I agree that we have to be careful and I take that to be what Prov. 12.26 means, not to avoid being friends with such people, but to be wise enough to know where their counsel will lead you – astray. I have close friends whom I take advice from, I have other close friends I share advice back and forth with, and I have still other close friends whom I share advice with only. Those in the first group are so far ahead of me I would be presumptuous to advise them, those in the second group are on the same level as me generally (though this would vary based on area of concern), and those in the third group are not where I am in my development. I love them and care about them and want to see them grow, but they are no more ready to counsel me than I am the first group. This isn’t about being arrogant or thinking too highly of myself, it is doing what Proverbs instructs, knowing who the godly are and who the wicked are, who the wise are and who the foolish are. Some are far wiser and more than me, some just as wise, some less so. It is the beginning of wisdom to understand where I am in terms of gaining wisdom and walking in righteousness and where those around me are. I can love and be close to them all (regardless of their wisdom or godliness) but I can only grow (and help others grow) to the extent that I understand this and act accordingly.
But their influences on me would just be too negative and Jesus can’t possibly want me to be so negatively influenced.
Why do we only think of the influences flowing in one direction, as if only the non-Christian person influences the Christian person? Couldn’t you, the Christian person, be both good and strong willed and thus exert a positive influence on your unbelieving friend? Should a person drop all their friends when they come to Christ and make all new friends? Or should they shine their light into the darkness? Jesus always seemed to hang out with the roughest crowd, but these days Christians tend to only hang out with each other (I do this too, so don’t feel like I’m coming down on you). I do think there needs to be balance and caution. If you are weak morally you don’t need exposure to things that will exploit your weakness. But you also need to do the hard work of growing strong so you can shine your light into the darkest places and show Jesus to the people who need Him most – those who haven’t come to Him yet.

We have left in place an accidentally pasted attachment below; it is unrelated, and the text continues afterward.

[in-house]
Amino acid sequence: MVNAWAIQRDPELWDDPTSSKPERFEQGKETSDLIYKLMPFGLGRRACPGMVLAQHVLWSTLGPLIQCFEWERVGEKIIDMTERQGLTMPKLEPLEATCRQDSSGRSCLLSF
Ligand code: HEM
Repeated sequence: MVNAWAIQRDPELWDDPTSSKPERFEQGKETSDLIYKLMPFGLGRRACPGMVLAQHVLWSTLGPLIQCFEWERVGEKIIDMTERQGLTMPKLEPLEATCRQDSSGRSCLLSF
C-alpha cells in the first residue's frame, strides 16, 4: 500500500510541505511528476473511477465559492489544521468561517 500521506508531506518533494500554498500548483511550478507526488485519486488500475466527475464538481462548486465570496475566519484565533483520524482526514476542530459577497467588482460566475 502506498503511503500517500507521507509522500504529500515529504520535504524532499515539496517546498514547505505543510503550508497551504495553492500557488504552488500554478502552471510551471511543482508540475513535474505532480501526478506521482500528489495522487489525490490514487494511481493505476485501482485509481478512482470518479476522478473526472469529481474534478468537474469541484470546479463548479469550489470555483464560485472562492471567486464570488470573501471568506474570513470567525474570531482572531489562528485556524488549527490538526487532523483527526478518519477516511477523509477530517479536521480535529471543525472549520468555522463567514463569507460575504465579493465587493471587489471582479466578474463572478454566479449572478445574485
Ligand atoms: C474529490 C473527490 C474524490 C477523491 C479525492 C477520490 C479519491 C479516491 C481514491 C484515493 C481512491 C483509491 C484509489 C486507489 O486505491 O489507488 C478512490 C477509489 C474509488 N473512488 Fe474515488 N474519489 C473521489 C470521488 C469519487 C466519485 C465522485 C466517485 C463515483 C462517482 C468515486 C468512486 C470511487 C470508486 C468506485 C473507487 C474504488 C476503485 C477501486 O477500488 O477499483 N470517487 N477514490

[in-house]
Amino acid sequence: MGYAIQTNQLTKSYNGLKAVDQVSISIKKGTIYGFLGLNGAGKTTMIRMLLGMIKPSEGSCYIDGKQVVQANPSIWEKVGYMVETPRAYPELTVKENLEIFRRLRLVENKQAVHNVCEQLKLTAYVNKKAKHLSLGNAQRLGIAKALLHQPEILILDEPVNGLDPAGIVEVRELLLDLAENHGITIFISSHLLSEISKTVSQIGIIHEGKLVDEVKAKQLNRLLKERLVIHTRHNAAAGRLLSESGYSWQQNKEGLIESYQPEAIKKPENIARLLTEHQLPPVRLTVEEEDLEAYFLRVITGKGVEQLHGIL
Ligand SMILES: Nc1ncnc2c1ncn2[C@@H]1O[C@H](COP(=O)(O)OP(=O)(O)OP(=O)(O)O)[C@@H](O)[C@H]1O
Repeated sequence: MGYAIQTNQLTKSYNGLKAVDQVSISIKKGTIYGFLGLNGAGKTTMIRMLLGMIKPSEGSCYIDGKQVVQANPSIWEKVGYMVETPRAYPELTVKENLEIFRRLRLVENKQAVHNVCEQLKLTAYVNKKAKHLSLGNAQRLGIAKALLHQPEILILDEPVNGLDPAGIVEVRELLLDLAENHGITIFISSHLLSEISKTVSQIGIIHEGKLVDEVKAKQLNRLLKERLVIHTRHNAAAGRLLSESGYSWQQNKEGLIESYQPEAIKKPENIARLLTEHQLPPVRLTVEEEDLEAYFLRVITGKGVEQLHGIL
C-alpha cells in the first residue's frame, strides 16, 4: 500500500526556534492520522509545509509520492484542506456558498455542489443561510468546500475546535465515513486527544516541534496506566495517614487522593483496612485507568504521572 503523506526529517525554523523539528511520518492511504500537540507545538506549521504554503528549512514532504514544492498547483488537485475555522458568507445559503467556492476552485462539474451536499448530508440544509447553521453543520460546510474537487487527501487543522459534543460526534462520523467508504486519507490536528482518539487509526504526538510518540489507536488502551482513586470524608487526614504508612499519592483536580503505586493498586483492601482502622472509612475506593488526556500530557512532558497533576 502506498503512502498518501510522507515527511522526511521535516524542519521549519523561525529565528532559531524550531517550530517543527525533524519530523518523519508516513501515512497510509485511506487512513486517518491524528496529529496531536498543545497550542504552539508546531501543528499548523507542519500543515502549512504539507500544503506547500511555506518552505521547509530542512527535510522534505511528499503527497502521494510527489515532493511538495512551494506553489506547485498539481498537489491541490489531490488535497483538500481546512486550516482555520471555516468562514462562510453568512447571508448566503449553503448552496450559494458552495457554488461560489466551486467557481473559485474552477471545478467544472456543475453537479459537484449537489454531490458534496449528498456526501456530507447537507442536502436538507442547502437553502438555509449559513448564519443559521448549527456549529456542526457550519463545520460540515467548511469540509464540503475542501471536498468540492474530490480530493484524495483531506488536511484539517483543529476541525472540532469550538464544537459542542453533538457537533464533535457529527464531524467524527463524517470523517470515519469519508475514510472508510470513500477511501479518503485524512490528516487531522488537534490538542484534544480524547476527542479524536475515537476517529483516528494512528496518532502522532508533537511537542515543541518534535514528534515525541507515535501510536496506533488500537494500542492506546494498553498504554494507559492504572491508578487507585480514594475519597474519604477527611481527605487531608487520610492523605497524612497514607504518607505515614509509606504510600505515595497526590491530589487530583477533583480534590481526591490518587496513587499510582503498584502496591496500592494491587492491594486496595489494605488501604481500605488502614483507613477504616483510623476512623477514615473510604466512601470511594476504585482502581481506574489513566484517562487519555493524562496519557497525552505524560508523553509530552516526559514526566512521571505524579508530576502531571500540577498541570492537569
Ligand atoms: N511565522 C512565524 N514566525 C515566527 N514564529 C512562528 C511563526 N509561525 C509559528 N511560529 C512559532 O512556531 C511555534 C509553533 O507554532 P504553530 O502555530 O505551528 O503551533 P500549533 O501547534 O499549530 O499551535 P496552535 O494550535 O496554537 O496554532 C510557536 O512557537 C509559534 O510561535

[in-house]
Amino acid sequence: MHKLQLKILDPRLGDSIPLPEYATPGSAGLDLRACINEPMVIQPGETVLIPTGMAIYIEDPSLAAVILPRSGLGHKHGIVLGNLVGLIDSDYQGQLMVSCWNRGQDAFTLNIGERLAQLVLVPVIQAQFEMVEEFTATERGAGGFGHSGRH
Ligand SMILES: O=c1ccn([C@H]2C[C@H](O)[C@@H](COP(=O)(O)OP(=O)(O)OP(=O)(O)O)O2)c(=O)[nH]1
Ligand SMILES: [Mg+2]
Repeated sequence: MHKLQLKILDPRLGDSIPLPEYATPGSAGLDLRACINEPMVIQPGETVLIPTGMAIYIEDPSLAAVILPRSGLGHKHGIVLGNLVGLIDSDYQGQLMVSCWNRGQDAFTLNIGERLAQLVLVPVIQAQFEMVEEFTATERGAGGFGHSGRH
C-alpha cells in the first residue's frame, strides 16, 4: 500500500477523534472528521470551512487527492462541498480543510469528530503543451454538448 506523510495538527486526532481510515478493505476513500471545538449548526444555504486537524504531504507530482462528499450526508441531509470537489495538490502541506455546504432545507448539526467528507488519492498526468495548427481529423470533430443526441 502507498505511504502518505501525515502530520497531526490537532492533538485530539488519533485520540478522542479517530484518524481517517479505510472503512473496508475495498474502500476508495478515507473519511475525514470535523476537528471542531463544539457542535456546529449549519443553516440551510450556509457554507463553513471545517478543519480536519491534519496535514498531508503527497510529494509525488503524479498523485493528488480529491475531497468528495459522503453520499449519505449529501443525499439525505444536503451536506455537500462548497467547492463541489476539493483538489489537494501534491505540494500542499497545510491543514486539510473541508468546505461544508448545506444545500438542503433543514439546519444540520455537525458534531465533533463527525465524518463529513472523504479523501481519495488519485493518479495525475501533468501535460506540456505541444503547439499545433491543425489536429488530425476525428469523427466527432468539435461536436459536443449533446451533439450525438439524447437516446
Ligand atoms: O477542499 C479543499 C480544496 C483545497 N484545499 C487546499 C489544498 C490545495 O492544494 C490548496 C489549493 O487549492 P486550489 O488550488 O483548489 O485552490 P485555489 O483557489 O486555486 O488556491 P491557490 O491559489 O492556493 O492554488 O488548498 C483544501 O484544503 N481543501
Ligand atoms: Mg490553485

But it’s just too hard. If I don’t say anything about their wrong beliefs and behaviors, it’s like I’m condoning them. If I do say something, it comes off all preachy and condescending.
I understand what you are saying and I know (firsthand) how difficult this can be, but I have to ask, as a Christian, how can we do anything other than love and be friends with people – all people, no matter their worldview or habits? Jesus specifically instructed his followers (us) that we must love our neighbors as much as we love our selves. He went further and made sure we couldn’t qualify what “neighbor” meant and thus exclude some people. The parable of the Good Samaritan makes clear that “neighbor” doesn’t define the other person: it defines us and our actions. If this weren’t enough, Jesus went even further and specifically told us we had to love our enemies. Our enemies. Love them. So how can we be his followers and not do what he told us to do? Other people might be able to get away with this, with ignoring people who disagree with them, or do things they don’t like or think are good, but Jesus has not left his followers this option. We must love them. We must love them. We have been commanded to love first and foremost.
And this really is the difference maker. If you aren’t preaching or witnessing from love you need to shut up. If when you think “preach” you think “condescending” – you need to find a new church. One that practices the Gospel instead of dead religion. If you focus on being a friend, really being a friend and loving all the people that God brings across your path, the rest will take care of itself. Jesus knew this. Jesus practiced this. Jesus thinks this way works. Funny how we believe Jesus is God and yet take so much convincing that His teaching really means just what He said and that it actually works.